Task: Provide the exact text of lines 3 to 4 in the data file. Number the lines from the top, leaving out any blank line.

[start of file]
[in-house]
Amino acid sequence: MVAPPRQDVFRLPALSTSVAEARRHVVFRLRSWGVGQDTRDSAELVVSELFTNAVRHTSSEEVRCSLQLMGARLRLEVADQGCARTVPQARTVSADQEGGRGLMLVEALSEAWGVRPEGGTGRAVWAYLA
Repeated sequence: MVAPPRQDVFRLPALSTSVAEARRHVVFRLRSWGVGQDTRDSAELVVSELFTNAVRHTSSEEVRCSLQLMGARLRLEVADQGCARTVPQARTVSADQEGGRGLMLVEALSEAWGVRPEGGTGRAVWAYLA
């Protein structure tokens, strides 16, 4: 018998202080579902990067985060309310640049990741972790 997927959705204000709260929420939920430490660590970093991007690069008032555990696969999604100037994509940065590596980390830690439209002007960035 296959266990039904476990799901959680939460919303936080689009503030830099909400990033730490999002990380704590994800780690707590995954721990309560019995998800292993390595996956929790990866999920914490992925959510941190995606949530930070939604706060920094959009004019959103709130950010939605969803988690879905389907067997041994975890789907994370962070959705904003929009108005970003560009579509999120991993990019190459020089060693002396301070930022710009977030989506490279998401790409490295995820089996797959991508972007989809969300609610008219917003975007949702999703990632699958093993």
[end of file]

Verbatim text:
Repeated sequence: MVAPPRQDVFRLPALSTSVAEARRHVVFRLRSWGVGQDTRDSAELVVSELFTNAVRHTSSEEVRCSLQLMGARLRLEVADQGCARTVPQARTVSADQEGGRGLMLVEALSEAWGVRPEGGTGRAVWAYLA
């Protein structure tokens, strides 16, 4: 018998202080579902990067985060309310640049990741972790 997927959705204000709260929420939920430490660590970093991007690069008032555990696969999604100037994509940065590596980390830690439209002007960035 296959266990039904476990799901959680939460919303936080689009503030830099909400990033730490999002990380704590994800780690707590995954721990309560019995998800292993390595996956929790990866999920914490992925959510941190995606949530930070939604706060920094959009004019959103709130950010939605969803988690879905389907067997041994975890789907994370962070959705904003929009108005970003560009579509999120991993990019190459020089060693002396301070930022710009977030989506490279998401790409490295995820089996797959991508972007989809969300609610008219917003975007949702999703990632699958093993």